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I/O Load Monitoring

:: A few days ago a client of mine complained about slowdown on his website. I checked his server, and later noticed that the server seemed to be burdened with heavy I/O operations.

When checked with tools such as "top", the row showing "%wa" (meaning: I/O wait) was very high. Normally < 10%, it was ranging from 50% up to 98% instead.

This is a very alarming information. Because the server is using SSD disks 🙂 so its I/O (input/output) should be #really fast. Not bogged down like this.

I checked the daemons (server software) such as Apache, MySQL, Varnish, etc – and they were all idling. None were busy.

So the I/O load came from somewhere else. Probably from the hypervisor (physical server) itself. Which means it's a possible hardware problem.

Because the datacenter has concluded that it was not a "noisy neighbour" – another VM (virtual machine) in the same physical server that's hogging all the I/O resources. Pretty much all of them were idling, just like mine.

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However I'll need some data to convince the datacenter to do hardware check on its SSD storage cluster. So I wrote this little bash script : http://pastebin.com/SxxuaVy4

The script logs server's I/O status into a CSV (Excel) format. So it can be very easily graphed later.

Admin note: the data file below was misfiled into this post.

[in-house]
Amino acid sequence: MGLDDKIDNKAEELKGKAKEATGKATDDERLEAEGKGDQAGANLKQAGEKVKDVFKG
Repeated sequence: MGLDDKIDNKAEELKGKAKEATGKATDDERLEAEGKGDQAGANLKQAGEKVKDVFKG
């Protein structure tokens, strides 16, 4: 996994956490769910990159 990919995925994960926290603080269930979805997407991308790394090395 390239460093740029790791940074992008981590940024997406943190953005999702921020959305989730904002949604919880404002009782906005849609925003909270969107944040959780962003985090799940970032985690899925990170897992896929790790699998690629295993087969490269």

Using iostat tool, it probed the server's current I/O load.
Then the script is executed every minute, by running in as a cronjob.

You may notice that iostat is executed with "-d 1 3" parameter. Which means "run 3 times, with 1 second delay in between"

This is because iostat's first run always cause a spike in I/O load 🙂 so the numbers would be inaccurate. I noticed the numbers tend to stabilize after the 3rd run, so I set it up that way.

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Of course, you can very easily modify this script to monitor something totally different 🙂 just change the iostat / head / tail / cut part to something else – voila.

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Attached is a graph created from one of the log. The X axis is timestamp, in military format (24 hours)

I submitted the logs to the datacenter.

It convinced them to do checks on the storage cluster – and voila, they found some degraded disks in that cluster 🙂

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Damaged disks replaced, storage cluster rebuilt – and everyone lives happily ever after ? 🙂 Fingers crossed. Happy ending !



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